By DIANA SMITH, Staff Writer
A Campbell Law School graduate, Barefoot is managing editor for the second edition of the North Carolina Family Claims book. He also serves as chairman of the board of directors for the Lacy Foundation, a charitable group that has raised $100,000 each year to fund additional teaching positions at Lacy Elementary School in Raleigh.
NCLW: If you weren’t practicing law, what else would you want to do?
Barefoot: Teach high school history during the day and do stand-up comedy at night.
NCLW: How has being an attorney affected your view of the world?
Barefoot: We are very fortunate as attorneys to be able to take satisfaction in our work by helping people at difficult times in their lives. We have the opportunity to make a good living and to be in a position to give back to our community.
Seeing some of the things that I see as a family law attorney certainly makes me appreciate my family more. Some nights I go home and hug my children a little longer than usual after hearing a particularly awful story about a parent who has not made their children a priority.
NCLW: What is the most memorable case or client you have dealt with?
Barefoot: I tell folks that family law is always interesting. Most of my memorable cases involve stories that are probably not fit for print in a family publication like this. The clients I remember most are the ones who manage to keep a positive outlook in the face of the adversity that comes with the dissolution of any marriage.
NCLW: Who was your mentor and what important lessons did they teach you?
Barefoot: I clerked for former N.C. Supreme Court Chief Justice Burley Mitchell right when I got out of law school and asked him during work one day whether I could run an errand to the post office. He looked at me and told me that I did not need to ask permission. He explained that as lawyers, we are professionals and we have the flexibility to do what we need to do as long as we take seriously our responsibility to get the job done and to do it to the best of our ability.
From Robert Ponton, I learned preparation, preparation, preparation – and that no matter how bad the situation seems, you keep plugging along to try to get the best outcome you can for your client.
NCLW: How do clients find you?
Barefoot: Almost exclusively through referrals from friends, former clients or other attorneys.
NCLW: If you took the bar exam today, would you pass?
Barefoot: I expect I would get the family law questions right. I studied for two months for the bar exam immediately after finishing three years of a great education at Campbell Law School. Given that my practice is limited to family law and has been for 15 years, I expect I would know where to find the answers for things like criminal law, constitutional law and torts, but I don’t remember it being an open-book exam.
NCLW: How effective have social media been for your practice?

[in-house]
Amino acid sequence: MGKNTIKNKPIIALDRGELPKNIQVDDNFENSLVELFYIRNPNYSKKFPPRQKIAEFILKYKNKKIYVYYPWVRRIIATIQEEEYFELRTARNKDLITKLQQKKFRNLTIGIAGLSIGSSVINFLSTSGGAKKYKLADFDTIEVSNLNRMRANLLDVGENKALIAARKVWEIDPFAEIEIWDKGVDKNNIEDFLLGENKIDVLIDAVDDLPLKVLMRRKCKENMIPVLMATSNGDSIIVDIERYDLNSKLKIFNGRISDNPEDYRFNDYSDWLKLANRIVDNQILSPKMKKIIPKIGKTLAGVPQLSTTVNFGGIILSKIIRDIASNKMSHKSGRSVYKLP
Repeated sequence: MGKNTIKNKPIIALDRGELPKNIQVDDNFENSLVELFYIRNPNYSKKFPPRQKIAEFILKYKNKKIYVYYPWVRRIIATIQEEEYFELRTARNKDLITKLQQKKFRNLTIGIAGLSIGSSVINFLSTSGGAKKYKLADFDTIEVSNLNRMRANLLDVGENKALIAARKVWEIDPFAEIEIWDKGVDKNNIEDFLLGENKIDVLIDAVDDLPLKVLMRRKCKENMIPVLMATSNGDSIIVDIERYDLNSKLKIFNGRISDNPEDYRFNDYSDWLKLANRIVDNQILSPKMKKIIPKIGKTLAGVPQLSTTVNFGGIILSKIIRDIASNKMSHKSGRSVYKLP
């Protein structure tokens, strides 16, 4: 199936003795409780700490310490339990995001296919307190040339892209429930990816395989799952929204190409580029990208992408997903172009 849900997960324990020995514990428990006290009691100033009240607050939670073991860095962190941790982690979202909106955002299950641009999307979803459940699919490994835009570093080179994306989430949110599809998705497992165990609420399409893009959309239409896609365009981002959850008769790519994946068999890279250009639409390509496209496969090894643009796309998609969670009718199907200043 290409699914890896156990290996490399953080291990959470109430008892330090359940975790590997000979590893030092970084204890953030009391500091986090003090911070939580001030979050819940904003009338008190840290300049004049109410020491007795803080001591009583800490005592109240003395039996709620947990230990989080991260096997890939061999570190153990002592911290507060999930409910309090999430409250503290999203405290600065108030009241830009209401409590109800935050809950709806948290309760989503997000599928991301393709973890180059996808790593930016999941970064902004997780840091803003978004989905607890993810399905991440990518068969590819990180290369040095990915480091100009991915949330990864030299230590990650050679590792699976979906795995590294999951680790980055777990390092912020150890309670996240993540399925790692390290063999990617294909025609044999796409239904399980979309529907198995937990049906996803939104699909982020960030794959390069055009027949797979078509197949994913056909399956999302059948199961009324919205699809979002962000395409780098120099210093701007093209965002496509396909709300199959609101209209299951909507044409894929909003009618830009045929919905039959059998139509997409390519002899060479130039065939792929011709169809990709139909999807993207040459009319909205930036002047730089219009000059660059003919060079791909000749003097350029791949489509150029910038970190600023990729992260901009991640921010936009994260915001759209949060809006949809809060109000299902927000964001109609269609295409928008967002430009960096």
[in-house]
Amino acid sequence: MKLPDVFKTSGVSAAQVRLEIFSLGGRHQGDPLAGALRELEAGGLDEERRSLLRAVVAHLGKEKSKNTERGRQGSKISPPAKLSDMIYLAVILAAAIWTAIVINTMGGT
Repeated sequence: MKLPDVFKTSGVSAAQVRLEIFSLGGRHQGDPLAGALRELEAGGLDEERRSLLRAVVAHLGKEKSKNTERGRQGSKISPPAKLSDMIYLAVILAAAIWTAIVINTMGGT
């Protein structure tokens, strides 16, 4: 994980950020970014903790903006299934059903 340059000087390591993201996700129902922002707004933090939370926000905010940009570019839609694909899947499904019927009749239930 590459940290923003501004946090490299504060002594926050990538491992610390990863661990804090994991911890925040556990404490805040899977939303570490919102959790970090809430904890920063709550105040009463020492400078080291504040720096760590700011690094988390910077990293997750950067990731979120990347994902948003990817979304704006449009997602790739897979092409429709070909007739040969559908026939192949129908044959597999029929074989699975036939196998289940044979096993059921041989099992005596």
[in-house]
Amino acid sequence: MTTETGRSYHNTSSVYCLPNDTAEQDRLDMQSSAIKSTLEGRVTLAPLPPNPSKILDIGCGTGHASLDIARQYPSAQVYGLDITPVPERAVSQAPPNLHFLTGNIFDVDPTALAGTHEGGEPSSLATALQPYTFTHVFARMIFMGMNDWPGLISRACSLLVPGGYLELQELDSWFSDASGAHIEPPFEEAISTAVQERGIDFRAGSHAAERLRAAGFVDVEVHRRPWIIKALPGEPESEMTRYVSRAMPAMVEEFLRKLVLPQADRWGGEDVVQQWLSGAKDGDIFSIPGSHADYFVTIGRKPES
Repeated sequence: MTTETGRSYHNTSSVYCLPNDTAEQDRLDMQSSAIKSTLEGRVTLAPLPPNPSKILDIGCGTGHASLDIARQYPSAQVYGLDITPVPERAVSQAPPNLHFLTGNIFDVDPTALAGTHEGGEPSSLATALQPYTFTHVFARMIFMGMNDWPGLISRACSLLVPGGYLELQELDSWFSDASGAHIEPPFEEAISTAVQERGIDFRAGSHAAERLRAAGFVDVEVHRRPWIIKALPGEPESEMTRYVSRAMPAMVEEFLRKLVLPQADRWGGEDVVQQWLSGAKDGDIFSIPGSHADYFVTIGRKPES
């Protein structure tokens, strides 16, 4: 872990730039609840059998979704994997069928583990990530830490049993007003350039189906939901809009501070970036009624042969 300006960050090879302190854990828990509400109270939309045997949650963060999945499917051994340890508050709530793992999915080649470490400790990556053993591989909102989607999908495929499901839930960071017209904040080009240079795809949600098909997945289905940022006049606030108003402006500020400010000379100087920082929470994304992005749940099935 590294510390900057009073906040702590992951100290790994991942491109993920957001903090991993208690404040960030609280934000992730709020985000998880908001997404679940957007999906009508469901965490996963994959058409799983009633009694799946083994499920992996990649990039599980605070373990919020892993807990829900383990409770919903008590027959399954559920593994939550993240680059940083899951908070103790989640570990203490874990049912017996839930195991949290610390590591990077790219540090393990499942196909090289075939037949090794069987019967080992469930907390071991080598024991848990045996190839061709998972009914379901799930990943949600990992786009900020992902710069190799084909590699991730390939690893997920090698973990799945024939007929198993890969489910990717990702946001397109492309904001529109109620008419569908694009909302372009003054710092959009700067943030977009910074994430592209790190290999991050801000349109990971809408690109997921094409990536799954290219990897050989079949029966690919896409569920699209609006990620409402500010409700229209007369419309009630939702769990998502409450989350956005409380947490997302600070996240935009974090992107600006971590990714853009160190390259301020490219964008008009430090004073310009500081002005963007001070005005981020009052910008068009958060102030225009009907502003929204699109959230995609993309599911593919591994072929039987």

Barefoot: I have not tweeted, posted or linked. I think the world is probably a better, safer place because of it.
NCLW: What is the most unusual thing on your desk or in your office?
Barefoot: I have a jar of “Ass Kickin’ Salsa” that a client gave me at the conclusion of the first case I tried entirely by myself. One of the attorneys in my office shortly thereafter gave me a bottle of “Dumb Ass Hot Sauce” with a buck-toothed donkey on it.
Humility is a good thing and I count on friends to keep me humble. They rarely let me down.
NCLW: How has the economy affected your practice?
Barefoot: During my initial consultation, I always explain the costs involved. For the first year or so of the downturn, after hearing about the costs, I would occasionally have a client decide that he or she was maybe not as upset with their spouse as they thought they were. The passage of time has generally persuaded those folks that they were right about their spouse when they first came to see me.
In all seriousness, one of the biggest problems is that the marital home has typically been the greatest asset and the equity was available to facilitate a resolution of cases. A number of clients, even those who make a significant income, now are in situations with little equity or negative equity in their homes, and this has made us be much more creative in finding solutions for the financial aspects of a case because of a problem that basically did not exist a few years ago.
NCLW: How do you manage to take time off during the holidays/vacation?
Barefoot: You have to take time for your family, your friends and for yourself. I always have found a way to do it. That means that I work harder than normal in the weeks leading up to the time away and I work harder than normal upon my return to make sure that all of my clients are receiving the proper attention that they deserve.
Editor’s note: If you would like to participate in a Q&A interview, contact Diana Smith at email@example.com.